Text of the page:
- April 28, 2023
Avoiding an SVB-like event: RBI’s proactive steps for financial security
The recent downfall of notable financial institutions such as Silicon Valley Bank and Signature Bank in the US, and Credit Suisse in Europe, has sounded an alarm for financial institutions worldwide.
Indian banks, on the other hand, are comparatively safeguarded against such occurrences, as the Reserve Bank of India (RBI) has implemented several measures to ensure their resilience. These measures comprise the uniform application of capital and liquidity requirements to all banks, regardless of their exposure and asset size, as well as the establishment of an Investment Fluctuation Reserve (IFR) to provide a buffer against unfavourable yield fluctuations.
The IFR functions as a shock absorber in times of financial tightening and serves as a counter-cyclical macroprudential tool during an easing interest rate cycle. It does this by transferring the gains earned from the sale of investments. As per the RBI’s Financial Stability Report (FSR) from December 2022, the system-wide IFR for scheduled commercial banks (SCBs) amounted to 2.2% of the investment portfolio held for trading (HFT) and available for sale (AFS).
The IFR has proven to be instrumental in helping banks absorb losses stemming from the rise in G-sec yields during Q1 FY23 and consequential treasury losses, which totalled 4.9% of their operating profit
Furthermore, the RBI has imposed a limit on banks, restricting them from investing more than 23% of their deposit liabilities in HTM (held to maturity) portfolios. This implies that a 10% loss suffered in banks’ HTM portfolios would only result in a 2.3% impact on deposits.
The RBI remains thorough in its biannual assessment of cooperative banks, NBFCs, and SCBs. It conducts regular evaluations of financial institutions, regardless of the size of their balance sheets, to identify vulnerabilities and ensure that even smaller institutions are scrutinized.
In India, the disparity between the deposit rate and policy rate is considerably narrower than it is in the US. This can be attributed to the exceedingly low policy rate that has been in place since the 2008 financial crisis.
According to the RBI’s Basic Statistical Returns for March 2022, Public Sector Banks (PSBs) account for 60.1% of India’s deposits, and approximately 63% of total deposits are held by “sticky” retail customers, indicating that deposit withdrawals are likely to be restricted.
Moreover, Indian banks have a greater portion of their assets in loans as opposed to bonds, rendering them less susceptible to escalating interest rates. While there is a risk of Asset-Liability Mismatch (ALM) arising from increases in policy rates, it is not a significant concern within the Indian banking system.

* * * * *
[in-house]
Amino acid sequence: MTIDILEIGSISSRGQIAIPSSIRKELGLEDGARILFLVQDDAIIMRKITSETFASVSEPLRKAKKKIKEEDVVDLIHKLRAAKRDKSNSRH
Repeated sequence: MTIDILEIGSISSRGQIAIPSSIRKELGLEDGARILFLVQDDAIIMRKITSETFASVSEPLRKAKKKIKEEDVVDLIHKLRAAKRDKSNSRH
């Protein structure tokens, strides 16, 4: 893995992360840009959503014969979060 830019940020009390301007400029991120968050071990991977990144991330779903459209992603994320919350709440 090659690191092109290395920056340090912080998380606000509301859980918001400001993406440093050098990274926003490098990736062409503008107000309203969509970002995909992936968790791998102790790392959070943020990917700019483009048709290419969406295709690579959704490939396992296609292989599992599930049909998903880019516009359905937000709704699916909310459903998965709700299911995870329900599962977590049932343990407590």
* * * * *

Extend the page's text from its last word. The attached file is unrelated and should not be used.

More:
Furthermore, there has been a noticeable enhancement in various banking metrics following a phase of bank balance sheet clean-up and recapitalization in recent years. These include high Net Interest Margin, low net Non-Performing Assets (NPAs) to net advances ratio, and a capital adequacy ratio that has been consistently above Basel III norms for the top 10 major banks.
Interest rate cycles have been quite prevalent in India, as they align with the RBI’s financial conditions and goal to maintain financial stability and manage inflationary pressures. This has equipped Indian banks with the necessary skills to handle interest rate cycles, unlike Advanced Economies (AEs) where long-term interest rates have remained close to zero for an extended period, making financial markets vulnerable to sudden increases in rates to control inflation.
The Indian banking system appears to be well-prepared and equipped to tackle potential challenges that may arise from rising interest rates and ALM. The considerable percentage of deposits held by sticky retail customers and the emphasis on loans over bonds in asset allocation make Indian banks more resilient to increasing interest rates. Furthermore, recent progress in various banking indicators and alignment with interest rate cycles have reinforced the robustness of the Indian banking system.
The RBI’s comprehensive regulatory measures, coupled with the recent improvements in the Indian banking system and its ability to adapt to frequent interest rate cycles, have significantly reduced the likelihood of a financial crisis similar to the SVB event occurring in India. These factors also contribute to maintaining the medium-term growth trajectory. Despite the challenges posed by the pandemic and geopolitical conflicts, India’s economy has performed well in FY23, outpacing other major economies and exceeding the trend rate, with growth expected to be around 7%. This strength in the economy is a positive sign amid the prevailing global economic uncertainty.